Fenwich, come here, I need you

There’s Fenwick, and then there’s Fenwich, a Zippy name to conjure with: used as a narrative semi-generic address term, and in explicit discussions of names and their uses.

Background on this blog…

— In the 8/14/14 posting “Tumble Inn, Stan”, on the generic address term Stan < the proper name:

Zippy is using Stan as an all-purpose address term for a man, for someone whose actual name is unknown or unimportant (palbuddy, and some other nouns are also used this way, trading on the use of these as affectionate address terms). Other men’s names, in particular Charlie, are used this way on occasion, and in fact Zippy is given to this usage, especially in diners.

Similarly, Joe, used especially for military men (< G.I. Joe) and for countermen in diners (< the generic diner name Joe’s Diner, “a placeholder name for a fictional or hypothetical everyman’s restaurant” (Wikipedia)), but more generally as well.

— In the 4/3/17 posting “Sparky, Jasper, Bunky”, on three generic address terms: Sparky < adj. sparky ‘lively, high-spirited’; Jasper < the proper name; Bunky < noun bunky ‘bunkmate’.

[Digression on my life. Bear with me; there will, eventually, be address terms in this digression.

For a year now, I’ve suffered from severe shortness of breath under exertion, and can only wak about half a block before having to stop and catch my breath (I have a phalanx of physicians on the case, but for now it’s an intriguing medical mystery). So I pause, holding onto a pole or leaning against the side of a building, while I rest. I try to look upbeat and competent, but still a remarkable number of people — perfect strangers — stop to ask if I need help.  (Both men and women, possibly reflecting different gender stereotypes: women are expected to care for others, men are expected to fix things.) This is heartening.

On Friday, on the way up the street to deposit a check at an ATM, I was passed on the sidewalk by a guy on a bicycle who was raving and ranting quite loudly to himself. He stopped at the ATM, and I retreated to the side of a building, to catch my breath and to avoid Cycle Guy. Another guy, maybe 50, observing all this, stopped and asked me if I needed help. I explained that I just needed to catch my breath, and wanted to stay out of the way of Cycle Guy, but I was still wheezing quite audibly, so Samaritan was unconvinced and pressed his offer of help. I thanked him, cited my phalanx of physicians and said I’d be ok in a moment, and he accepted that — then crossed the street to avoid Cycle Guy himself.

Cycle Guy left the ATM, so I resumed my trek, but then he turned around and rode straight at me. And paused to address me: “Hey, Pop, you in trouble?” I briefly reassured him, he went on, shouting loudly at the world.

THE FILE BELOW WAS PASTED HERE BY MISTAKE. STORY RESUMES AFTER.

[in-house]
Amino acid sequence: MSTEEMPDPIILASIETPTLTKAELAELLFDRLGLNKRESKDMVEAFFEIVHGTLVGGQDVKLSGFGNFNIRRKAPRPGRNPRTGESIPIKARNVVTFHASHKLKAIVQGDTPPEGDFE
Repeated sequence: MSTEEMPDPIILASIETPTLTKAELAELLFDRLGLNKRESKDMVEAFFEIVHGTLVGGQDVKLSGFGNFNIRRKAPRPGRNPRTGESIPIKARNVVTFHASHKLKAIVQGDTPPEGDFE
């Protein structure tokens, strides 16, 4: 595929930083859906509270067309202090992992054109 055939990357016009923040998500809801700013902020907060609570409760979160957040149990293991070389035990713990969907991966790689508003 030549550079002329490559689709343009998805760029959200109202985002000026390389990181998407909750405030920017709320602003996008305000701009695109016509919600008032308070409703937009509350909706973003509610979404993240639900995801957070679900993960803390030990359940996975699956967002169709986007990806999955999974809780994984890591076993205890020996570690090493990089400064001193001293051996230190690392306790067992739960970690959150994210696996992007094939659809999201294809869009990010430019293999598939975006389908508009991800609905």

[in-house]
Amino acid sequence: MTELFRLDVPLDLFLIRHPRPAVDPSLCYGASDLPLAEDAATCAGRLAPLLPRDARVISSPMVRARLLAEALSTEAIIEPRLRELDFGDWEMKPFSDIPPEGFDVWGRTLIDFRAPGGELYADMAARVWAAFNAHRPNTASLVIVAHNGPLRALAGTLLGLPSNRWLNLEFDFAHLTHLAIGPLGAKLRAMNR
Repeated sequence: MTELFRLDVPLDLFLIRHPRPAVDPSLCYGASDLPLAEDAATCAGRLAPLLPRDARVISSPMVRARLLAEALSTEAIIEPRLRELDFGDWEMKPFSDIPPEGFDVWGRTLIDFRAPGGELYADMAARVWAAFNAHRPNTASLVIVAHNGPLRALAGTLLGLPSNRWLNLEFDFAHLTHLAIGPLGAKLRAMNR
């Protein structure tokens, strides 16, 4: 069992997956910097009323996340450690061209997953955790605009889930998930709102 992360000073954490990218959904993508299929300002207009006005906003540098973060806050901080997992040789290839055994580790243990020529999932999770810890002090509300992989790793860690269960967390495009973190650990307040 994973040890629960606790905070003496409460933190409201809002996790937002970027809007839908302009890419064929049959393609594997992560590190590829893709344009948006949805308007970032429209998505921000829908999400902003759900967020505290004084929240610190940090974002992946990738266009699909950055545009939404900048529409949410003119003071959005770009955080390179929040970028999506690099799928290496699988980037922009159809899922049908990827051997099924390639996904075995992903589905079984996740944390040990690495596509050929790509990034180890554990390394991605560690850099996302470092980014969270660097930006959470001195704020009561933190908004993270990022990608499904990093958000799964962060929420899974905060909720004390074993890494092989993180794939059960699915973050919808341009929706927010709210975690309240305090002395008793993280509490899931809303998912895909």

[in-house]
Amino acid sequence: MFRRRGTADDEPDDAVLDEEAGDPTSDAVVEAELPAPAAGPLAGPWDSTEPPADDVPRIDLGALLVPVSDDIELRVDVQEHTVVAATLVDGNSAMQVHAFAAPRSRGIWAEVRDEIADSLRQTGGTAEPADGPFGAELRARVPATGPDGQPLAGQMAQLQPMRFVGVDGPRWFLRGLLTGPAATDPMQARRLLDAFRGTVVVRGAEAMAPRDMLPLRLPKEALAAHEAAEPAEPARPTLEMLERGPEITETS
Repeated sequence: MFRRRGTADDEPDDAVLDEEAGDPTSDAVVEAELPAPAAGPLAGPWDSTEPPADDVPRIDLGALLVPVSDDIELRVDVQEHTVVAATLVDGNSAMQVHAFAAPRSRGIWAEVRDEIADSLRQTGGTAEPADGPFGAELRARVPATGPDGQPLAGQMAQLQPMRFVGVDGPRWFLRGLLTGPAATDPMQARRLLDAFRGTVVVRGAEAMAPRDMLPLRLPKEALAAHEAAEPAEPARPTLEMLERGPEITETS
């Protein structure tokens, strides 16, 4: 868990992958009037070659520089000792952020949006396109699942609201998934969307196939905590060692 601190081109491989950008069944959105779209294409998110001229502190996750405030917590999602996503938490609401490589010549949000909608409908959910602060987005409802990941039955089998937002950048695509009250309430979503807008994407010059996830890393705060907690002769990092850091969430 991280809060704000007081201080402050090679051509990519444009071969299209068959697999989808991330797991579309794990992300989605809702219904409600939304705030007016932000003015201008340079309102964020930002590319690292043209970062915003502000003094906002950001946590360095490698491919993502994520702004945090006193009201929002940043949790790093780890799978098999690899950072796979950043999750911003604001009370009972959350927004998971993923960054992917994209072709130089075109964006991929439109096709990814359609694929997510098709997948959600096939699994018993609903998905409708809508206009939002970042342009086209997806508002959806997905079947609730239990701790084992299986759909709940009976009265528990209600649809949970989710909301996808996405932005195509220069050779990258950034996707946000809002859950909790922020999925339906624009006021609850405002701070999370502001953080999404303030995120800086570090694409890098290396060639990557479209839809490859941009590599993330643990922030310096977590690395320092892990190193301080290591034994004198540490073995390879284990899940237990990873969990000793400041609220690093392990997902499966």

GDoS on noun-3 pop:

1 one’s father. [1st cite 1838] 2 an older, respected man; often as a nickname. [1st cite 1844 pop Miller] 3 a term of address for an old man. [1885 See here, pop. Later spellings as Pop] [similarly Pops; old man and old-timer are similarly used, but not treated orthographically as proper names]

I am officially, publicly, an old man. My first actual experience as pop / Pop.]

— In the 5/14/18 posting “Fenwick the semi-generic”, on generic personal names (like Joe) and narrative semi-generic names (place-holding proper names in narratives, in particular Fenwick in Zippy strips) — especially as used in address

[Another digression, on the title of this posting, “Fenwich, come here, I need you”. My play on a standard misquotation. From the Wikipedia entry on Alexander Graham Bell:

Mr. Watson — Come here — I want to see you. First intelligible words spoken over the telephone (10 March 1876), as recorded in Bell’s Journal entry (10 March 1876). These are often misquoted as “Mr. Watson, come here, I want you.”

The misquotation is so much better.]

Fenwiching in Zippy. Nine strips from over the years. In a bunch, with the ones having an address use of Fenwich — almost all of them –asterisked.

8/20/94: Griffy decides to become “P. Sylvester Fenwich”, presumably because he thinks that’s a really funny name:

(#1)

*2/22/07:

(#2)

*9/4/07 with “Mrs. Fenwich”:

(#3)

12/22/10, on word attraction.  Zippy: “our joint fascination with th’ words Fenwich, flywheel and frown line” / Zerbina: “Fenwich, Flywheel & Frown Line — my favorite Wall Street law firm!”:

(#4)

*11/24/12, more word attraction: about the “magical” name Fenwich; the name Lenwood in address is also magical, at least to Zippy:

(#5)

*10/4/13:

(#6)

[A side note. “Gabba – gabba – gabardine” in the last panel is a Zippy-dense play on “Gabba gabba hey”. From Wikipedia:

“Gabba Gabba Hey” is a catchphrase associated with the punk rock band the Ramones. The phrase is included in the song “Pinhead” (1977), which contains the lyrics: “Gabba gabba, we accept you, we accept you, one of us.” The song ends with: “Gabba gabba hey, gabba gabba hey!…”

The “Gabba gabba” chant is from Tod Browning’s 1932 film Freaks, whose characters include the pinhead Schlitzie, Bill Griffith’s model for Zippy. See my  1/7/11 posting“A famous pinhead”.]

*1/5/18 – set in the diner Fenwich Fountain ‘n’ Stuff (whose real-world model I haven’t been able to find). Bonus: tuna melt (on tuna melts, see the 5/07/15 posting “Return to Norms” ):

(#7)

*5/14/18, #1 in the posting “Fenwick the semi-generic”:

(#8)

*5/24/18:

(#9)

Note that the client’s name is Pundit Fixer, but Mr. The Toad addresses him with generic Fenwich.

Leave a Reply

Fill in your details below or click an icon to log in:

WordPress.com Logo

You are commenting using your WordPress.com account. Log Out /  Change )

Google+ photo

You are commenting using your Google+ account. Log Out /  Change )

Twitter picture

You are commenting using your Twitter account. Log Out /  Change )

Facebook photo

You are commenting using your Facebook account. Log Out /  Change )

w

Connecting to %s


%d bloggers like this: